Lot 3224. A rare painted grey pottery figure of a foreign groom, Tang dynasty (AD 618-907); 16 in. (40.5 cm.) high. Estimate USD 20,000 - USD 30,000. Price realised USD 30,000. © Christie's Images Ltd 2015.
Depicting a foreigner, the figure is well modeled standing in a dynamic pose on a shaped base, with the body twisted to the left and head turned sharply to the right, and his hands positioned as if pulling on reins. His face is modeled with a textured beard, open mouth beneath a mustache, a large hooked nose, and prominent brows. He wears a loose-fitting coat hiked up under the belt in front that exposes his bare, fleshy torso, and a cloth cap tied around his hair. There is extensive pigment remaining.
Provenance: Sotheby's New York, 22 March 1995, lot 203.
Exhibited: On loan: Metropolitan Museum of Art, New York, 2000-2010.
Note: A pottery figure of a seated foreigner, which appears to be of similar ethnic type as the present figure, with full, textured beard, pronounced hooked nose and brows, and wearing a similar cloth cap tied in the same fashion, is illustrated by M. Medley in T'ang Pottery and Porcelain, London, 1979, p. 56, pl. 47. The author notes, p. 54, that it was fashionable in the seventh and eighth centuries to employ foreign grooms, and that they included "Central Asians such as Khorezmians, Sogdians, Uighurs and Turks", as well as Iranians, and others with Caucasian features.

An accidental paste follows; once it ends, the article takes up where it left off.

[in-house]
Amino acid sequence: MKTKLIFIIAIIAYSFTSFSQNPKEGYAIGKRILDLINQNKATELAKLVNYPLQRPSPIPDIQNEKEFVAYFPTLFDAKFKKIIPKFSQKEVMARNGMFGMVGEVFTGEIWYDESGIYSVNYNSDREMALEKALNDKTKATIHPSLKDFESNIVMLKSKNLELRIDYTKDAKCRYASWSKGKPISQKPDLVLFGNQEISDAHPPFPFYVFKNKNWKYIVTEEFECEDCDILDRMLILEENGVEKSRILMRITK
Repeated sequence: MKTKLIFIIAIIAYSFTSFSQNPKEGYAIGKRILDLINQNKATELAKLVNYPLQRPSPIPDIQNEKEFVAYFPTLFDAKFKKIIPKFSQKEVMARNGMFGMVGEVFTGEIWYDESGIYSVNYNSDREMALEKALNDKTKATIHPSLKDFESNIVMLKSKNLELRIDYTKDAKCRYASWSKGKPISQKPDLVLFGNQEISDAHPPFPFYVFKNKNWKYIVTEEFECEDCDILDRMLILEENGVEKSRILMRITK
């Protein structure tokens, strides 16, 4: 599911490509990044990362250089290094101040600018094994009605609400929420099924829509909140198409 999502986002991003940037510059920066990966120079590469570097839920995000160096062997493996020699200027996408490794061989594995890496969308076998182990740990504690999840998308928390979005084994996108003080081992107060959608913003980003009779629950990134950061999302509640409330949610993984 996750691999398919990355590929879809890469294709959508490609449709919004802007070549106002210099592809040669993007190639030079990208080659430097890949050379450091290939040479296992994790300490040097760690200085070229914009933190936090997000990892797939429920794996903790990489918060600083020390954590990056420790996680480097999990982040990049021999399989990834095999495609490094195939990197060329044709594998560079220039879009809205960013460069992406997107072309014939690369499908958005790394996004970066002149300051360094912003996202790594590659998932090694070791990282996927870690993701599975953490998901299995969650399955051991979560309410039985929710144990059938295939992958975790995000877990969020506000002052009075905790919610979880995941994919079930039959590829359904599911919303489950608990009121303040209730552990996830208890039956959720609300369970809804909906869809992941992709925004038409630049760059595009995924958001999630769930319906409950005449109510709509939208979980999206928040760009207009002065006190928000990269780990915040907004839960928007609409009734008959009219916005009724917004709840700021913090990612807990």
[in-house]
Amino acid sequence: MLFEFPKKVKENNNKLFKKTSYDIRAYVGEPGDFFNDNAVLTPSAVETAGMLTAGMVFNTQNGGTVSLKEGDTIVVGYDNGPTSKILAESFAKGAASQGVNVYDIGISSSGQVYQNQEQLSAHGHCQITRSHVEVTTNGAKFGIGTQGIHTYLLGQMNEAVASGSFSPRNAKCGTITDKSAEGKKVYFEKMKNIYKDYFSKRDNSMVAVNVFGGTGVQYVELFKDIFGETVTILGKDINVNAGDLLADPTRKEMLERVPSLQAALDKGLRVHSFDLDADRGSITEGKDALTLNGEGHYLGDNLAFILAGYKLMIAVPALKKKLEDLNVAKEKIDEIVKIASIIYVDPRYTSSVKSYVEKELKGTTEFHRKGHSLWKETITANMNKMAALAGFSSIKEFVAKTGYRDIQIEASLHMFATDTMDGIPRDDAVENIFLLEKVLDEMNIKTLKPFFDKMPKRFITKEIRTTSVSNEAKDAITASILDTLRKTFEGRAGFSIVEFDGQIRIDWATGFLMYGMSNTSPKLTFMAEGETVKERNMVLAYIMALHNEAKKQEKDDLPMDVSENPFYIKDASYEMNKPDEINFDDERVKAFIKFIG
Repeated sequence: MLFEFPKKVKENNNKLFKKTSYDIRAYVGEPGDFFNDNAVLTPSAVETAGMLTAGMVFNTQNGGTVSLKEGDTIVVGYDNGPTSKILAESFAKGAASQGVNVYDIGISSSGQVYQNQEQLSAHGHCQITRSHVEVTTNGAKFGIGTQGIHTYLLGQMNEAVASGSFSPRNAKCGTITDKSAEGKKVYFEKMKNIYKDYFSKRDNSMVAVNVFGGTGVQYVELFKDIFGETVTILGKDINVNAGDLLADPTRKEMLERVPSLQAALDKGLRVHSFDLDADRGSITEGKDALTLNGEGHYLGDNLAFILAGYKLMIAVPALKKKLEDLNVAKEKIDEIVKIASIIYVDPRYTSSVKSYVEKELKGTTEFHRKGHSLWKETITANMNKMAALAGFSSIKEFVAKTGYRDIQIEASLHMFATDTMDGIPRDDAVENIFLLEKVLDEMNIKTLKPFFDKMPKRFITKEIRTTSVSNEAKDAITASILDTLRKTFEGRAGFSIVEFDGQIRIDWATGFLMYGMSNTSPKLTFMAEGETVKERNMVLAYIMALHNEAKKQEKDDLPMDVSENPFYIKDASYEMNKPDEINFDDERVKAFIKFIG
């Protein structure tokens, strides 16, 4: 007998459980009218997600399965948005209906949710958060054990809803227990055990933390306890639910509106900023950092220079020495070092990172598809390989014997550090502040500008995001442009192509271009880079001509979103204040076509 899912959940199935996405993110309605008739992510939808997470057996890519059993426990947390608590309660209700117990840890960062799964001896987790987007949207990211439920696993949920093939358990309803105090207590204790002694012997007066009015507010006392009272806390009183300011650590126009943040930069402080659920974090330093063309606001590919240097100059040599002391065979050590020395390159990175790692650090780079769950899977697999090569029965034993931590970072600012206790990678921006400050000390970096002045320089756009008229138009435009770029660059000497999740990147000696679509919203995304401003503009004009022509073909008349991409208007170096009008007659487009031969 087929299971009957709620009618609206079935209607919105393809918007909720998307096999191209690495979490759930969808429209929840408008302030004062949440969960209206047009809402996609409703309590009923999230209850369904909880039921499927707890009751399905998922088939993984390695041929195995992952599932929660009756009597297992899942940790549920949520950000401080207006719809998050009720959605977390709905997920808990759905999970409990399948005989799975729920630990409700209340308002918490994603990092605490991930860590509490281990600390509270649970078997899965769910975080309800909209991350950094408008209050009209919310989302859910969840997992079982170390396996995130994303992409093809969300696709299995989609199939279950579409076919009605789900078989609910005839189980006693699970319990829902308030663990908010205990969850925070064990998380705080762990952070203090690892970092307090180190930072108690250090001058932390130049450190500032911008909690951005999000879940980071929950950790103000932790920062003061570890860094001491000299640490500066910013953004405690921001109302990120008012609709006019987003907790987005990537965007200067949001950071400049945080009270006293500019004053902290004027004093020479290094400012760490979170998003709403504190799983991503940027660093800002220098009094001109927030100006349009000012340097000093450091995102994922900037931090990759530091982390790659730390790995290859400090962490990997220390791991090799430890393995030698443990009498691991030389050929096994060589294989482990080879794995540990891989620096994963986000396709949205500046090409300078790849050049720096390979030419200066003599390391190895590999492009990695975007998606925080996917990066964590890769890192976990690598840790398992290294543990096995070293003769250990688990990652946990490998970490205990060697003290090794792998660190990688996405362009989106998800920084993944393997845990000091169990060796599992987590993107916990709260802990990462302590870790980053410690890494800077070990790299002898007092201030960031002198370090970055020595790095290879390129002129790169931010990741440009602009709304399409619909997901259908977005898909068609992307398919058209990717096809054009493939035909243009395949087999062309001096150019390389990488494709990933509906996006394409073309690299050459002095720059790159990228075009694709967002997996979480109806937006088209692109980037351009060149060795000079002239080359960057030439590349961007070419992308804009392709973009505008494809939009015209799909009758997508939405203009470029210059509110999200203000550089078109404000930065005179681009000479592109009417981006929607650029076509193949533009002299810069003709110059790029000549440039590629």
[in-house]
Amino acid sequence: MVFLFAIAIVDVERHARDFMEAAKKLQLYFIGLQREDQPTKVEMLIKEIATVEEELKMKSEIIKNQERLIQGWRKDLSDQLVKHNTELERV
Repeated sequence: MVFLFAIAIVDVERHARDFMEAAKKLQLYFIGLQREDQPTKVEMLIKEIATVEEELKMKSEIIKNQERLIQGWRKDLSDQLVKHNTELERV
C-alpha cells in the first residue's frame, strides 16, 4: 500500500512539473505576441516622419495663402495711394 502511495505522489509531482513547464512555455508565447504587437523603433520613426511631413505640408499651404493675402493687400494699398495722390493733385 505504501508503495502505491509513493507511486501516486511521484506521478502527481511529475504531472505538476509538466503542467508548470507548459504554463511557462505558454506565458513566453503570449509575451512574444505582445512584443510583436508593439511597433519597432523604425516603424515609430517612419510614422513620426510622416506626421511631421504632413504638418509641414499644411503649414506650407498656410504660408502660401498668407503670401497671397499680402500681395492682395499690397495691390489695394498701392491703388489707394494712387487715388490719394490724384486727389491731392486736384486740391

A related green and amber-glazed figure of a standing groom, described as Caucaso-Iranian, in the Mr. and Mrs. Ezekiel Schloss Collection, illustrated by E. Schloss in the exhibition catalogue, Foreigners in Ancient Chinese Art, China Institute, New York, 1969, pl. 6, exhibits similar facial features, including the full beard and mustache with upturned ends of the present figure.
Christie's. Fine Chinese Ceramics and Works of Art, New York, 15 - 16 March 2015